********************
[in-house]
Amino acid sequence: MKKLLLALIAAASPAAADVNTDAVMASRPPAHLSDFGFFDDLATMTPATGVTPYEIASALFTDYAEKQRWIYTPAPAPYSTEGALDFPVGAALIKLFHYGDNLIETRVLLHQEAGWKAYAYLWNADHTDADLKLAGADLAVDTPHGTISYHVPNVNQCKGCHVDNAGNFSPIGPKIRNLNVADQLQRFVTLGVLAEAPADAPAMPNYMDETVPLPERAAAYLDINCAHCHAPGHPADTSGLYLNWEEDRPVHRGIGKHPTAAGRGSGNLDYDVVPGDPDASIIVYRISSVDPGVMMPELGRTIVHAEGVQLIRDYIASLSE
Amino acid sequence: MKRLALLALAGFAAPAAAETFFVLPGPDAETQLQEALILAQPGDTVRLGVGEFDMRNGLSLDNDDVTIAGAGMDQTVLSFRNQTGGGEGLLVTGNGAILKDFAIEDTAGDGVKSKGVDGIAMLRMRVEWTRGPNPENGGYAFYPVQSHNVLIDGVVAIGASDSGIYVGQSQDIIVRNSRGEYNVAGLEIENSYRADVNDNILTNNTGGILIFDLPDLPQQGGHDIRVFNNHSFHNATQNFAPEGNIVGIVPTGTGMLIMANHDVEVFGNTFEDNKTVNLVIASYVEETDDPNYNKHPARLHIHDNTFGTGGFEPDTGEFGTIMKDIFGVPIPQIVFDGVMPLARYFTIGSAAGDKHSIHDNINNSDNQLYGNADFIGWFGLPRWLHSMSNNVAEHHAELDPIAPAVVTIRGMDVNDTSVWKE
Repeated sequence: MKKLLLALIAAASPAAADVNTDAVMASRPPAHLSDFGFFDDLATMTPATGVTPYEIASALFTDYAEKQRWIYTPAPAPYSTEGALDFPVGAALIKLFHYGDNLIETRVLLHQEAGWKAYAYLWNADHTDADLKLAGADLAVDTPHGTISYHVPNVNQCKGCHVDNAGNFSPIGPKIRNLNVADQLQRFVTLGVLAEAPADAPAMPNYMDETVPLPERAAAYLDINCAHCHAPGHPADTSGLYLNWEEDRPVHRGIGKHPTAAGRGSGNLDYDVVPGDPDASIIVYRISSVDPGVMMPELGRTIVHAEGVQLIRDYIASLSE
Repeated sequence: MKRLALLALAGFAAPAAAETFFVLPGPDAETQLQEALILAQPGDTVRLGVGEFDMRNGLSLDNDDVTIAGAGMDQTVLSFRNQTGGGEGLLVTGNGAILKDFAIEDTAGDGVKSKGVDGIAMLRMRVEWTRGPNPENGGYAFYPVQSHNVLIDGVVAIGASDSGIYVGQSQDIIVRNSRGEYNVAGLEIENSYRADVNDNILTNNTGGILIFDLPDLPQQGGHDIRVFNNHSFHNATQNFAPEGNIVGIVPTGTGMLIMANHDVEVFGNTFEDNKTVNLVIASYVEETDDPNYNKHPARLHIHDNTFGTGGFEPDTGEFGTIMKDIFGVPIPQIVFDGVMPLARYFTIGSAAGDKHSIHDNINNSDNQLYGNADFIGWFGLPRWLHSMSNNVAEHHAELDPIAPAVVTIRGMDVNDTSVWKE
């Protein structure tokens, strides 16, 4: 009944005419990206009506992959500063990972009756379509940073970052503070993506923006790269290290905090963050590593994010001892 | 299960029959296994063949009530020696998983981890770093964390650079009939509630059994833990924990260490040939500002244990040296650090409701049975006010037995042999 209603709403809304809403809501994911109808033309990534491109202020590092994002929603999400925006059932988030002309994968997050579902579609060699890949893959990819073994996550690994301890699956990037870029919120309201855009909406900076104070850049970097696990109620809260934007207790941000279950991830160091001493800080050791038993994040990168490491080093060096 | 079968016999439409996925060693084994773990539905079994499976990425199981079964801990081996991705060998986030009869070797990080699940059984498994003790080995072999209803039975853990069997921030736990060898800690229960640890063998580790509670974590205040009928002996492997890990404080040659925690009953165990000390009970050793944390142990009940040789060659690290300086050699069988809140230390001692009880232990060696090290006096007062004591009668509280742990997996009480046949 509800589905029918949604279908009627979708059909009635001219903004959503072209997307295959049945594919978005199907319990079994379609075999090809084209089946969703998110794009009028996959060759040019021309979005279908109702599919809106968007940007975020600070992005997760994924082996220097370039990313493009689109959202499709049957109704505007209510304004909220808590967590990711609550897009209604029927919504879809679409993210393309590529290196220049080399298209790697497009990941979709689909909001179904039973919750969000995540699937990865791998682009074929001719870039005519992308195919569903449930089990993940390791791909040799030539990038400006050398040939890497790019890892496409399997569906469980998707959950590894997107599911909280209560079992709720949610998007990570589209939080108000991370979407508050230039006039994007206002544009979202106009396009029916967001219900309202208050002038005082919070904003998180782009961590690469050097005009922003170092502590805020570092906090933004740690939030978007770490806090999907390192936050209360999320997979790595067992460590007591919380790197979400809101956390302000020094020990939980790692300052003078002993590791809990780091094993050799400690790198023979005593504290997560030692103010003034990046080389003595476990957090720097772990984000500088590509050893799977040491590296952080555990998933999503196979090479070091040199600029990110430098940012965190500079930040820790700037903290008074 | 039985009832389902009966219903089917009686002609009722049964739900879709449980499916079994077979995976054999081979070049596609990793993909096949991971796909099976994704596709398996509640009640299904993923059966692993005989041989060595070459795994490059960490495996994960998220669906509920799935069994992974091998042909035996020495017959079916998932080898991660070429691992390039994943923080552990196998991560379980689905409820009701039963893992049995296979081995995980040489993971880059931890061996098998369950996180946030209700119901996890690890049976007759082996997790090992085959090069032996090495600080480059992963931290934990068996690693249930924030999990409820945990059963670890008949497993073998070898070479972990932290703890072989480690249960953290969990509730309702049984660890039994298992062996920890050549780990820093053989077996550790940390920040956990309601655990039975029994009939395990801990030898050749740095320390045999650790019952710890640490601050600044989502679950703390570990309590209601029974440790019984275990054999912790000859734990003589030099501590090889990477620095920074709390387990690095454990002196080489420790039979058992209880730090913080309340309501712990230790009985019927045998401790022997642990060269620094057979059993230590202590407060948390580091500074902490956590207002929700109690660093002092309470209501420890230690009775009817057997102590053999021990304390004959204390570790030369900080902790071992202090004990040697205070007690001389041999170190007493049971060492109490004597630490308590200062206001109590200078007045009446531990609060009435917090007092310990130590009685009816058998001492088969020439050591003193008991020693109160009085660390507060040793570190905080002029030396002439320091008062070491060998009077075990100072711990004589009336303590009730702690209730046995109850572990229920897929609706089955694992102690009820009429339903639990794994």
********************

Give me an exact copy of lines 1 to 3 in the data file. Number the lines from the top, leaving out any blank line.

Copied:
[in-house]
Amino acid sequence: MKKLLLALIAAASPAAADVNTDAVMASRPPAHLSDFGFFDDLATMTPATGVTPYEIASALFTDYAEKQRWIYTPAPAPYSTEGALDFPVGAALIKLFHYGDNLIETRVLLHQEAGWKAYAYLWNADHTDADLKLAGADLAVDTPHGTISYHVPNVNQCKGCHVDNAGNFSPIGPKIRNLNVADQLQRFVTLGVLAEAPADAPAMPNYMDETVPLPERAAAYLDINCAHCHAPGHPADTSGLYLNWEEDRPVHRGIGKHPTAAGRGSGNLDYDVVPGDPDASIIVYRISSVDPGVMMPELGRTIVHAEGVQLIRDYIASLSE
Amino acid sequence: MKRLALLALAGFAAPAAAETFFVLPGPDAETQLQEALILAQPGDTVRLGVGEFDMRNGLSLDNDDVTIAGAGMDQTVLSFRNQTGGGEGLLVTGNGAILKDFAIEDTAGDGVKSKGVDGIAMLRMRVEWTRGPNPENGGYAFYPVQSHNVLIDGVVAIGASDSGIYVGQSQDIIVRNSRGEYNVAGLEIENSYRADVNDNILTNNTGGILIFDLPDLPQQGGHDIRVFNNHSFHNATQNFAPEGNIVGIVPTGTGMLIMANHDVEVFGNTFEDNKTVNLVIASYVEETDDPNYNKHPARLHIHDNTFGTGGFEPDTGEFGTIMKDIFGVPIPQIVFDGVMPLARYFTIGSAAGDKHSIHDNINNSDNQLYGNADFIGWFGLPRWLHSMSNNVAEHHAELDPIAPAVVTIRGMDVNDTSVWKE